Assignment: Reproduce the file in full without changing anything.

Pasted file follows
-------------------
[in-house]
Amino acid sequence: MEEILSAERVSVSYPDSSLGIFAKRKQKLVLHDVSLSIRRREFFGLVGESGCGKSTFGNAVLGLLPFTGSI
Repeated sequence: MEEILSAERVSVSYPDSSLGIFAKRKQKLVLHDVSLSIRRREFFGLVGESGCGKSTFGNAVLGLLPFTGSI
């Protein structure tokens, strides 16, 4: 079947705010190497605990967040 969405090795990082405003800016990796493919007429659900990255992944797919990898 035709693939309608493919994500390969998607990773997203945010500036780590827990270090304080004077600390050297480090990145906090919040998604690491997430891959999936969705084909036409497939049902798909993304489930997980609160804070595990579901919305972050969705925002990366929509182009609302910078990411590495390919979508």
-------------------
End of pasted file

[in-house]
Amino acid sequence: MEEILSAERVSVSYPDSSLGIFAKRKQKLVLHDVSLSIRRREFFGLVGESGCGKSTFGNAVLGLLPFTGSI
Repeated sequence: MEEILSAERVSVSYPDSSLGIFAKRKQKLVLHDVSLSIRRREFFGLVGESGCGKSTFGNAVLGLLPFTGSI
């Protein structure tokens, strides 16, 4: 079947705010190497605990967040 969405090795990082405003800016990796493919007429659900990255992944797919990898 035709693939309608493919994500390969998607990773997203945010500036780590827990270090304080004077600390050297480090990145906090919040998604690491997430891959999936969705084909036409497939049902798909993304489930997980609160804070595990579901919305972050969705925002990366929509182009609302910078990411590495390919979508």